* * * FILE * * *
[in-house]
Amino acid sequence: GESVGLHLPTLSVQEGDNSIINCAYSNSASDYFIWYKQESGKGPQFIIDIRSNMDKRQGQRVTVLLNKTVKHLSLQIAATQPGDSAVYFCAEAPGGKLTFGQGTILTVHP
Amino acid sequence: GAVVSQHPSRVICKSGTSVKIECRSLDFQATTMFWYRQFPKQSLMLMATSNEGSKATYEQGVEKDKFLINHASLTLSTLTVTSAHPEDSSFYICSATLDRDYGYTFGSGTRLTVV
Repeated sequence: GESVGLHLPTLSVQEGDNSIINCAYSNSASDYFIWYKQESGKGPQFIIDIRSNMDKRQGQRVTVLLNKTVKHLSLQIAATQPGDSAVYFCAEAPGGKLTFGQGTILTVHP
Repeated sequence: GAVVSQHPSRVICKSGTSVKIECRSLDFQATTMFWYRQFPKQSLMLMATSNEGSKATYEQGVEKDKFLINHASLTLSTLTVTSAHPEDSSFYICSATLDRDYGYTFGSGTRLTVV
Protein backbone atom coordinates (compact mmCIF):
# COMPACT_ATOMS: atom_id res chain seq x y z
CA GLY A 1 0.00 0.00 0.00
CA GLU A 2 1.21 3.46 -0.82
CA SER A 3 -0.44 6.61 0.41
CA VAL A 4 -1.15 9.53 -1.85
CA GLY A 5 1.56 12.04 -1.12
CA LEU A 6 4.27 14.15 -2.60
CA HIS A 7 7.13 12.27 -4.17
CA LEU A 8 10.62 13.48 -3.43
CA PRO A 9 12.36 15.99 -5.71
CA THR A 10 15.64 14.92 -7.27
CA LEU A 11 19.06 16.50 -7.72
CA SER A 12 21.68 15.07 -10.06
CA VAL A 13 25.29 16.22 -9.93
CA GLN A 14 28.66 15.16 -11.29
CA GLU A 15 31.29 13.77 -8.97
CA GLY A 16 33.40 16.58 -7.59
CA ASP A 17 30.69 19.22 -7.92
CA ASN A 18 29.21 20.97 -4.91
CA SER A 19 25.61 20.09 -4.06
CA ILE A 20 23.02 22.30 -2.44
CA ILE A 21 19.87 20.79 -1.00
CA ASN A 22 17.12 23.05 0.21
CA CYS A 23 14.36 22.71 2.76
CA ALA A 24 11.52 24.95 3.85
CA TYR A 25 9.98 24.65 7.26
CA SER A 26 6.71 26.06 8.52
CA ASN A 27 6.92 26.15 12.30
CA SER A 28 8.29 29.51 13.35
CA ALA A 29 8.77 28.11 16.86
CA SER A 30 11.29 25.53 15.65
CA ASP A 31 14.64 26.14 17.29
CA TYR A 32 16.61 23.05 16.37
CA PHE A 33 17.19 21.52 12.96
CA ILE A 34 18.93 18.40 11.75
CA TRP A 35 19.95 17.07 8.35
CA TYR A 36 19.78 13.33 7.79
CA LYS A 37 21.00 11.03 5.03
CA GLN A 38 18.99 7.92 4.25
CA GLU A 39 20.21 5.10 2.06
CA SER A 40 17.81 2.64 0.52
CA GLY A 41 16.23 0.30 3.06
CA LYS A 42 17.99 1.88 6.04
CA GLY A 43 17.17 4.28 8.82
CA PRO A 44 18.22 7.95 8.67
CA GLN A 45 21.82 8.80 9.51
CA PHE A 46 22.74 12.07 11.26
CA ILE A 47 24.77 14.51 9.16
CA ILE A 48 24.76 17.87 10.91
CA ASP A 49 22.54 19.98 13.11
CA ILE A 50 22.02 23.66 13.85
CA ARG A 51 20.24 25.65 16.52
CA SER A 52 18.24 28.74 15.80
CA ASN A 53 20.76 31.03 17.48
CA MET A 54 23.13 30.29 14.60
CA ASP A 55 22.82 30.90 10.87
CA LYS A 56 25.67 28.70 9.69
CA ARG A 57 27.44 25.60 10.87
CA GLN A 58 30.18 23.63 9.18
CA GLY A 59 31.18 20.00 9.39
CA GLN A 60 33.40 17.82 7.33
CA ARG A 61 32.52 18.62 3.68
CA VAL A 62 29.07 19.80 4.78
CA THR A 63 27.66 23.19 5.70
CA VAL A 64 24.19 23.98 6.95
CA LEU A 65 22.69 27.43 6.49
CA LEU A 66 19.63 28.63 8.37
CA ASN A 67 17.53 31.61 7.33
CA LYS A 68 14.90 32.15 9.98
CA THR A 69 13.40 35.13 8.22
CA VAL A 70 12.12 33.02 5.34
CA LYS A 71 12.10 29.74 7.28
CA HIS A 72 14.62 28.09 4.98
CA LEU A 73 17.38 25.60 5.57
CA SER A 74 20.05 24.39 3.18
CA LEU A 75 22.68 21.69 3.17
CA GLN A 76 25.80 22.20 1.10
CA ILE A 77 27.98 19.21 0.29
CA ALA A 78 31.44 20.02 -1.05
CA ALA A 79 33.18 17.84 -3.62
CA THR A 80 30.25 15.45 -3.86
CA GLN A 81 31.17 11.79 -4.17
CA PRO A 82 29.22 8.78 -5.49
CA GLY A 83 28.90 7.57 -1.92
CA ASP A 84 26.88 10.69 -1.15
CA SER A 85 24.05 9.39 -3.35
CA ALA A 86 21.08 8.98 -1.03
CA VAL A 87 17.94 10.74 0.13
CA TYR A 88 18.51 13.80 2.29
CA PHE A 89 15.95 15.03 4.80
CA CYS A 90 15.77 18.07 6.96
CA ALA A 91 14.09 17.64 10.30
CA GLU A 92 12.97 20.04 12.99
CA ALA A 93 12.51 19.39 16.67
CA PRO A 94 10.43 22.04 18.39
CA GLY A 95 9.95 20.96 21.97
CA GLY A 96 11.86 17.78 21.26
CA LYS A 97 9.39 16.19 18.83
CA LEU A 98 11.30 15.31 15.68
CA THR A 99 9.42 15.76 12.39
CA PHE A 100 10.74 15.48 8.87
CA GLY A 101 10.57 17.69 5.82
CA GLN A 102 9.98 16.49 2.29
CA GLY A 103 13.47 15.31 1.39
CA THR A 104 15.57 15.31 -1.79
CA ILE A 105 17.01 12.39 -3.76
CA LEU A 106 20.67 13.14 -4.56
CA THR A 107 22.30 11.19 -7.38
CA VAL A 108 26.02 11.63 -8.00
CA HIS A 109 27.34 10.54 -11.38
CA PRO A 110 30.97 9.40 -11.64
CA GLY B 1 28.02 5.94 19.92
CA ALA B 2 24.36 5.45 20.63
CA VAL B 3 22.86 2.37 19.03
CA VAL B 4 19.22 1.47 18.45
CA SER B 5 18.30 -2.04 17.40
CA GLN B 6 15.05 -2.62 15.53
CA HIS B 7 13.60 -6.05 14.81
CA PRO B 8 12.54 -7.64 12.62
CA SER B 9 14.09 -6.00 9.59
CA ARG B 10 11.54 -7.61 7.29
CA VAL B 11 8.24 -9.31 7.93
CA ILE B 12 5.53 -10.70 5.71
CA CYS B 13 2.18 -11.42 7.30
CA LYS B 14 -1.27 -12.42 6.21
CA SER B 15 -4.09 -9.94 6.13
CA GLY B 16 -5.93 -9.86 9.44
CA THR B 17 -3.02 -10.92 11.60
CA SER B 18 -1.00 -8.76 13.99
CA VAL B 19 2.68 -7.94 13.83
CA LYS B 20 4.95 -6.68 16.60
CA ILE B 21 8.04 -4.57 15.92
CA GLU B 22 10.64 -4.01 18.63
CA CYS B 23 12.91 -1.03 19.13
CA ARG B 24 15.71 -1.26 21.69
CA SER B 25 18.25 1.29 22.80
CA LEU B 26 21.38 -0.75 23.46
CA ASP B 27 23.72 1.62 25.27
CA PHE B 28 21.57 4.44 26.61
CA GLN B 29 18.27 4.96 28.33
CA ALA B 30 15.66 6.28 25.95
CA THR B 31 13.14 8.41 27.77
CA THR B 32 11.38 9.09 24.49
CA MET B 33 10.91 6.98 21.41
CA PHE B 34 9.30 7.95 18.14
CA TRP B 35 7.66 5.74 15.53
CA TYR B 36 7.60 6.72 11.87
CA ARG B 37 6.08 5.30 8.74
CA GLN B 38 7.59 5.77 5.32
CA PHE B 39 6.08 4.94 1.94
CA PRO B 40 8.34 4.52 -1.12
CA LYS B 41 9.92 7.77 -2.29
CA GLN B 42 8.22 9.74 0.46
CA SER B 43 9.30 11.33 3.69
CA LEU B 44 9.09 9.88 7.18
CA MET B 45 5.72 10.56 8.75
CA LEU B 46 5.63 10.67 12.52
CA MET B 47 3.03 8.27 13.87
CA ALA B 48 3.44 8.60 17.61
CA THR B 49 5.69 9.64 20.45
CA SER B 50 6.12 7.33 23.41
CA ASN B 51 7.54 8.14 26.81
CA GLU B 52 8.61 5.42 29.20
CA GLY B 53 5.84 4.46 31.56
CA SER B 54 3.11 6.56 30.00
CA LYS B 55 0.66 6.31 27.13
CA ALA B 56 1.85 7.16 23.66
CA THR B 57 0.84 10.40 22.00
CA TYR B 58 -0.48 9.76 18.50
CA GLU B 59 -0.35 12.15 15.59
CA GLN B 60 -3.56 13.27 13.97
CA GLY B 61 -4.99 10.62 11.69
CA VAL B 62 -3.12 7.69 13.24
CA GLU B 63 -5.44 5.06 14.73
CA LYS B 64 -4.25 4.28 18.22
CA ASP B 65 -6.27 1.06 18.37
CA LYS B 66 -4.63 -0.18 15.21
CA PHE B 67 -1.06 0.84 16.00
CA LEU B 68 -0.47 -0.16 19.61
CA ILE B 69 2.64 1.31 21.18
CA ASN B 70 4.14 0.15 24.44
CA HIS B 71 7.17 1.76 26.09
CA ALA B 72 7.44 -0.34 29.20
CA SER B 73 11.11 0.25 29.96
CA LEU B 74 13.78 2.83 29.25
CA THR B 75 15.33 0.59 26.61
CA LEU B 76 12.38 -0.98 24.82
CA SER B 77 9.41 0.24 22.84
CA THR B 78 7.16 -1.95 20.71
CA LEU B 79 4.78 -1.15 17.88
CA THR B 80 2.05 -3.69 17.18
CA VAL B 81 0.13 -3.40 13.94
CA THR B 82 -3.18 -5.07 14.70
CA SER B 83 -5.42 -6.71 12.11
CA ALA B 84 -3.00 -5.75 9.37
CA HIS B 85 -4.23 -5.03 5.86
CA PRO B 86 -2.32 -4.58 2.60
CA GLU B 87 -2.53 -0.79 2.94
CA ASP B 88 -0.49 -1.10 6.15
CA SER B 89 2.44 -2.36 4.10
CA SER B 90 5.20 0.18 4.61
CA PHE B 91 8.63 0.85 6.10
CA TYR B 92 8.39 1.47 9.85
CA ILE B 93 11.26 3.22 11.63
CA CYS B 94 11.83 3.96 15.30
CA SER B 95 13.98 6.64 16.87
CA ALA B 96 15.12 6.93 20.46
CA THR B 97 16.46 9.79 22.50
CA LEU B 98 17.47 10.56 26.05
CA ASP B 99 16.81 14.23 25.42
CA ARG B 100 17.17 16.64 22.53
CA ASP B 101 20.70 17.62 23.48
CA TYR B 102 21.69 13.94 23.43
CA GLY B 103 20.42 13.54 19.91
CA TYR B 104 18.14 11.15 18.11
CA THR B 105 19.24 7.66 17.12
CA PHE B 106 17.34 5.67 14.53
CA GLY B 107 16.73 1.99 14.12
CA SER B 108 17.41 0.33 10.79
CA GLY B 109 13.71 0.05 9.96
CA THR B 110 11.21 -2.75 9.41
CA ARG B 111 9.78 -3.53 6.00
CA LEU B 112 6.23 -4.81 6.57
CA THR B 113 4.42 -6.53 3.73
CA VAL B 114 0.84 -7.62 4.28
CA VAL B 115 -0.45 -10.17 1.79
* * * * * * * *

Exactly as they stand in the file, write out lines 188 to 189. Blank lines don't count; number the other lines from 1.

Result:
CA HIS B 71 7.17 1.76 26.09
CA ALA B 72 7.44 -0.34 29.20